Posted by Pablo Samuel Castro, Staff Software Engineer, Google Research
It is widely accepted that the enormous growth of deep reinforcement learning research, which combines traditional reinforcement learning with deep neural networks, began with the publication of the seminal DQN algorithm. This paper demonstrated the potential of this combination, showing that it could produce agents that could play a number of Atari 2600 games very effectively. Since then, there have been several approaches that have built on and improved the original DQN. The popular Rainbow algorithm combined a number of these recent advances to achieve state-of-the-art performance on the ALE benchmark. This advance, however, came at a very high computational cost, which has the unfortunate side effect of widening the gap between those with ample access to computational resources and those without.
In “Revisiting Rainbow: Promoting more Insightful and Inclusive Deep Reinforcement Learning Research”, to be presented at ICML 2021, we revisit this algorithm on a set of small- and medium-sized tasks. We first discuss the computational cost associated with the Rainbow algorithm. We explore how the same conclusions regarding the benefits of combining the various algorithmic components can be reached with smaller-scale experiments, and further generalize that idea to how research done on a smaller computational budget can provide valuable scientific insights.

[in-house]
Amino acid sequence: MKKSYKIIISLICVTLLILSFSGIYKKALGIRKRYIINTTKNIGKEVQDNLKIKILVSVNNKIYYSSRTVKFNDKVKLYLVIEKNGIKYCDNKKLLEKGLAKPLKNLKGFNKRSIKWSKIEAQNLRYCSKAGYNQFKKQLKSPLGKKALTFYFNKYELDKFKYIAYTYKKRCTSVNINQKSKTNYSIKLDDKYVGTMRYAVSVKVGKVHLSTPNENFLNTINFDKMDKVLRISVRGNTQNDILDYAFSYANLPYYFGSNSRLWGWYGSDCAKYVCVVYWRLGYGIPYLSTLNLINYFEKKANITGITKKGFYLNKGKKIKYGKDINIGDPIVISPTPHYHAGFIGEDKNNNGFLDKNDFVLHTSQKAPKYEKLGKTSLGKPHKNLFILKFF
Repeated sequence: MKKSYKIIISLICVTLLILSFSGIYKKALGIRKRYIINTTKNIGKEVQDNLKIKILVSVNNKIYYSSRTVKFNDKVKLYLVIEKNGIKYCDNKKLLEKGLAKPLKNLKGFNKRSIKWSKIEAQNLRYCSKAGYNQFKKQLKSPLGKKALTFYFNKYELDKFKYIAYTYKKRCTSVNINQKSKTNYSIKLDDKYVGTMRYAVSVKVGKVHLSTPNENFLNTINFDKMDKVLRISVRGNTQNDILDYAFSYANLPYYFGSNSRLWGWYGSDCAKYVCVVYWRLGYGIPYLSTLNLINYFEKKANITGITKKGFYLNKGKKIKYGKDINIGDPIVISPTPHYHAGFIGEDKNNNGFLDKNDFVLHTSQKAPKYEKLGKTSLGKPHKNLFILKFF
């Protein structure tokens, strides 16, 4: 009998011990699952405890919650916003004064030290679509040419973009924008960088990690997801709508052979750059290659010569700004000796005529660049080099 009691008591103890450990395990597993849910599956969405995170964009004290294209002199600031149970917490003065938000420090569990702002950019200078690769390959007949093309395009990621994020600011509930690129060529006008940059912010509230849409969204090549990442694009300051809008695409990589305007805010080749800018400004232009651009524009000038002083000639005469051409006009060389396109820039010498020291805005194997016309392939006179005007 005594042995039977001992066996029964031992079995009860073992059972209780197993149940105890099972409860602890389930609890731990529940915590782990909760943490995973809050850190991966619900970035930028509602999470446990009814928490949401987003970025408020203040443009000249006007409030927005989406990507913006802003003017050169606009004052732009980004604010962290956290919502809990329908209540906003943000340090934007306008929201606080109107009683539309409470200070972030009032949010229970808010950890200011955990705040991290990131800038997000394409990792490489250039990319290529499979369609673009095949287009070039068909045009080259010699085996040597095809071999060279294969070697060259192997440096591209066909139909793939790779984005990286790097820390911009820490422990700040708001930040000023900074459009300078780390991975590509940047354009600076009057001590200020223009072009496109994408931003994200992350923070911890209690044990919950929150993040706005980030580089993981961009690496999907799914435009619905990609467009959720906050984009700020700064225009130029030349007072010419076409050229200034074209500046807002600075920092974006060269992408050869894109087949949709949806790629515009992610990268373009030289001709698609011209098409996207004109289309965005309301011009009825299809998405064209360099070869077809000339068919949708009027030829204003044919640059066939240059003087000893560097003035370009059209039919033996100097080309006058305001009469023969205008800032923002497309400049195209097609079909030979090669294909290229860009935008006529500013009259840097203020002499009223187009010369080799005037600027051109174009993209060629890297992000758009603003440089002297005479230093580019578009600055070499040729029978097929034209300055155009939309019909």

The Cost of Rainbow
A major reason for the computational cost of Rainbow is that the standards in academic publishing often require evaluating new algorithms on large benchmarks like ALE, which consists of 57 Atari 2600 games that reinforcement learning agents may learn to play. For a typical game, it takes roughly five days to train a model using a Tesla P100 GPU. Furthermore, if one wants to establish meaningful confidence bounds, it is common to perform at least five independent runs. Thus, to train Rainbow on the full suite of 57 games required around 34,200 GPU hours (or 1425
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